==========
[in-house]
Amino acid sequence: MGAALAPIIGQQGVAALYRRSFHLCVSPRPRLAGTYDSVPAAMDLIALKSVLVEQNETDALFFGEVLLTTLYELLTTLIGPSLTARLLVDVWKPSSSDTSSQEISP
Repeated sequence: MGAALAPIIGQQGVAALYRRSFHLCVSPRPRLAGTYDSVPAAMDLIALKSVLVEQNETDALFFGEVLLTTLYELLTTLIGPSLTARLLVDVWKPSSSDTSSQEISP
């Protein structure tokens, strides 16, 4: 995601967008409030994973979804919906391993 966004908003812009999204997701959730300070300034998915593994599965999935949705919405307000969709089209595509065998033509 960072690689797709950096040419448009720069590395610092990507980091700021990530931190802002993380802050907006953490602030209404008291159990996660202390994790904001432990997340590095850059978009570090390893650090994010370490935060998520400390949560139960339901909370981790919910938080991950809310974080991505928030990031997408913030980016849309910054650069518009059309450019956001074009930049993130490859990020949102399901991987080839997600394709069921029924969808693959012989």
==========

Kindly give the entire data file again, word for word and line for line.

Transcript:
[in-house]
Amino acid sequence: MGAALAPIIGQQGVAALYRRSFHLCVSPRPRLAGTYDSVPAAMDLIALKSVLVEQNETDALFFGEVLLTTLYELLTTLIGPSLTARLLVDVWKPSSSDTSSQEISP
Repeated sequence: MGAALAPIIGQQGVAALYRRSFHLCVSPRPRLAGTYDSVPAAMDLIALKSVLVEQNETDALFFGEVLLTTLYELLTTLIGPSLTARLLVDVWKPSSSDTSSQEISP
């Protein structure tokens, strides 16, 4: 995601967008409030994973979804919906391993 966004908003812009999204997701959730300070300034998915593994599965999935949705919405307000969709089209595509065998033509 960072690689797709950096040419448009720069590395610092990507980091700021990530931190802002993380802050907006953490602030209404008291159990996660202390994790904001432990997340590095850059978009570090390893650090994010370490935060998520400390949560139960339901909370981790919910938080991950809310974080991505928030990031997408913030980016849309910054650069518009059309450019956001074009930049993130490859990020949102399901991987080839997600394709069921029924969808693959012989």